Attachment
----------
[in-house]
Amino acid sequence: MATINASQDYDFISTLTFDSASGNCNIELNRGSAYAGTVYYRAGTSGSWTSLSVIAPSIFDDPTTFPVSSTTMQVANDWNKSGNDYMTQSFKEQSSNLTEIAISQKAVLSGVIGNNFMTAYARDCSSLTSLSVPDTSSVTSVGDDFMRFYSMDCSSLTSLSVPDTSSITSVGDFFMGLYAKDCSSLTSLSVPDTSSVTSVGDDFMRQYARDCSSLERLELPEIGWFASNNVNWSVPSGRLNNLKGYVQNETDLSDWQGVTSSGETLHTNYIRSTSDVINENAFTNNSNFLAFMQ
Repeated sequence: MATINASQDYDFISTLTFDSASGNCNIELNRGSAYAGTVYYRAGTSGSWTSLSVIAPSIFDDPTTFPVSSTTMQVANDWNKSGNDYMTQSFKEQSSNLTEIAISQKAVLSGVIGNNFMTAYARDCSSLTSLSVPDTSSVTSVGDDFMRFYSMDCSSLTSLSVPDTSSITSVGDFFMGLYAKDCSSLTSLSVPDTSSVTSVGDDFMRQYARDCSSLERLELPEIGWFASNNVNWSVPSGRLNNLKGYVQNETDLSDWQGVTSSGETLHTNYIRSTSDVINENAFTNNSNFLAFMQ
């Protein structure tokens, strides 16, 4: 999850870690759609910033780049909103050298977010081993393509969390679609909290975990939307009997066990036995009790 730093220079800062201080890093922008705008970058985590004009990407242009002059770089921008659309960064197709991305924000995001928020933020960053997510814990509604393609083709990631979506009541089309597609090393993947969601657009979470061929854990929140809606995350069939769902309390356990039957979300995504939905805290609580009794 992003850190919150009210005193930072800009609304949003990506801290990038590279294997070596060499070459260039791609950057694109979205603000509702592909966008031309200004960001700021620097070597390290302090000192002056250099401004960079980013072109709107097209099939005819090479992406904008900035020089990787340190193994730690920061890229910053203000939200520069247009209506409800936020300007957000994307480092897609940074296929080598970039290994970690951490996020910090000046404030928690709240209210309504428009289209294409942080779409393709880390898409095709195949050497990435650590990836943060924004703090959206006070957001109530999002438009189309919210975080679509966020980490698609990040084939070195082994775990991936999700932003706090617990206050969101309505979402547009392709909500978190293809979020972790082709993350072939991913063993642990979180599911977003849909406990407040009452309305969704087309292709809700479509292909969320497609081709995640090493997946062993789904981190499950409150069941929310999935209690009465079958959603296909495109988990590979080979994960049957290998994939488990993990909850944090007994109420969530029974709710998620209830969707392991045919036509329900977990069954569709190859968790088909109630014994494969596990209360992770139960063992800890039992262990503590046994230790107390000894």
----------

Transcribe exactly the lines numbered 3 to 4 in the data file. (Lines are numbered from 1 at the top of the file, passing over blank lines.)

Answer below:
Repeated sequence: MATINASQDYDFISTLTFDSASGNCNIELNRGSAYAGTVYYRAGTSGSWTSLSVIAPSIFDDPTTFPVSSTTMQVANDWNKSGNDYMTQSFKEQSSNLTEIAISQKAVLSGVIGNNFMTAYARDCSSLTSLSVPDTSSVTSVGDDFMRFYSMDCSSLTSLSVPDTSSITSVGDFFMGLYAKDCSSLTSLSVPDTSSVTSVGDDFMRQYARDCSSLERLELPEIGWFASNNVNWSVPSGRLNNLKGYVQNETDLSDWQGVTSSGETLHTNYIRSTSDVINENAFTNNSNFLAFMQ
């Protein structure tokens, strides 16, 4: 999850870690759609910033780049909103050298977010081993393509969390679609909290975990939307009997066990036995009790 730093220079800062201080890093922008705008970058985590004009990407242009002059770089921008659309960064197709991305924000995001928020933020960053997510814990509604393609083709990631979506009541089309597609090393993947969601657009979470061929854990929140809606995350069939769902309390356990039957979300995504939905805290609580009794 992003850190919150009210005193930072800009609304949003990506801290990038590279294997070596060499070459260039791609950057694109979205603000509702592909966008031309200004960001700021620097070597390290302090000192002056250099401004960079980013072109709107097209099939005819090479992406904008900035020089990787340190193994730690920061890229910053203000939200520069247009209506409800936020300007957000994307480092897609940074296929080598970039290994970690951490996020910090000046404030928690709240209210309504428009289209294409942080779409393709880390898409095709195949050497990435650590990836943060924004703090959206006070957001109530999002438009189309919210975080679509966020980490698609990040084939070195082994775990991936999700932003706090617990206050969101309505979402547009392709909500978190293809979020972790082709993350072939991913063993642990979180599911977003849909406990407040009452309305969704087309292709809700479509292909969320497609081709995640090493997946062993789904981190499950409150069941929310999935209690009465079958959603296909495109988990590979080979994960049957290998994939488990993990909850944090007994109420969530029974709710998620209830969707392991045919036509329900977990069954569709190859968790088909109630014994494969596990209360992770139960063992800890039992262990503590046994230790107390000894």